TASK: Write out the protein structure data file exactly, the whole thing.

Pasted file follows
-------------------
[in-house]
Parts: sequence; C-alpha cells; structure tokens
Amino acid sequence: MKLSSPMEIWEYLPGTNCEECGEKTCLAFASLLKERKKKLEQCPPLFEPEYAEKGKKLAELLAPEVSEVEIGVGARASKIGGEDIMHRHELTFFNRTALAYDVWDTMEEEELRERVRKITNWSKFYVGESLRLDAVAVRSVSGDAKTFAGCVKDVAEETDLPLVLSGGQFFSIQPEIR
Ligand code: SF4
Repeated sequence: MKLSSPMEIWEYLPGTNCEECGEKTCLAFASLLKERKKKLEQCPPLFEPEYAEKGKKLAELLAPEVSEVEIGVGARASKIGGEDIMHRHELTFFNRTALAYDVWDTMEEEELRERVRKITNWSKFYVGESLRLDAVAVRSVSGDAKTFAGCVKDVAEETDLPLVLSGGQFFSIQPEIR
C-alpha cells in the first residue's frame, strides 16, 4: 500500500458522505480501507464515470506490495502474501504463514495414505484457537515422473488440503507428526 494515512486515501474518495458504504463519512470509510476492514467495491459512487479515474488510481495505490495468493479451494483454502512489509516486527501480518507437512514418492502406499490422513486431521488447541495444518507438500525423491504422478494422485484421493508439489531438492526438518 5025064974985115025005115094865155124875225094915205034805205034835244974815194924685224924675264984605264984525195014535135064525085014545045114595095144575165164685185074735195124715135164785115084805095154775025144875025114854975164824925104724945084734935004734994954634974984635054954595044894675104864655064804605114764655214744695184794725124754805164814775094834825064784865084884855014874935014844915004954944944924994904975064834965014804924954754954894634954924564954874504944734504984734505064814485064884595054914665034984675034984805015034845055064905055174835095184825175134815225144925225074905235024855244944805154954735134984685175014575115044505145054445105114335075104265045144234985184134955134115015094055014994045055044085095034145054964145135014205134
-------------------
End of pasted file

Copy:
[in-house]
Parts: sequence; C-alpha cells; structure tokens
Amino acid sequence: MKLSSPMEIWEYLPGTNCEECGEKTCLAFASLLKERKKKLEQCPPLFEPEYAEKGKKLAELLAPEVSEVEIGVGARASKIGGEDIMHRHELTFFNRTALAYDVWDTMEEEELRERVRKITNWSKFYVGESLRLDAVAVRSVSGDAKTFAGCVKDVAEETDLPLVLSGGQFFSIQPEIR
Ligand code: SF4
Repeated sequence: MKLSSPMEIWEYLPGTNCEECGEKTCLAFASLLKERKKKLEQCPPLFEPEYAEKGKKLAELLAPEVSEVEIGVGARASKIGGEDIMHRHELTFFNRTALAYDVWDTMEEEELRERVRKITNWSKFYVGESLRLDAVAVRSVSGDAKTFAGCVKDVAEETDLPLVLSGGQFFSIQPEIR
C-alpha cells in the first residue's frame, strides 16, 4: 500500500458522505480501507464515470506490495502474501504463514495414505484457537515422473488440503507428526 494515512486515501474518495458504504463519512470509510476492514467495491459512487479515474488510481495505490495468493479451494483454502512489509516486527501480518507437512514418492502406499490422513486431521488447541495444518507438500525423491504422478494422485484421493508439489531438492526438518 5025064974985115025005115094865155124875225094915205034805205034835244974815194924685224924675264984605264984525195014535135064525085014545045114595095144575165164685185074735195124715135164785115084805095154775025144875025114854975164824925104724945084734935004734994954634974984635054954595044894675104864655064804605114764655214744695184794725124754805164814775094834825064784865084884855014874935014844915004954944944924994904975064834965014804924954754954894634954924564954874504944734504984734505064814485064884595054914665034984675034984805015034845055064905055174835095184825175134815225144925225074905235024855244944805154954735134984685175014575115044505145054445105114335075104265045144234985184134955134115015094055014994045055044085095034145054964145135014205134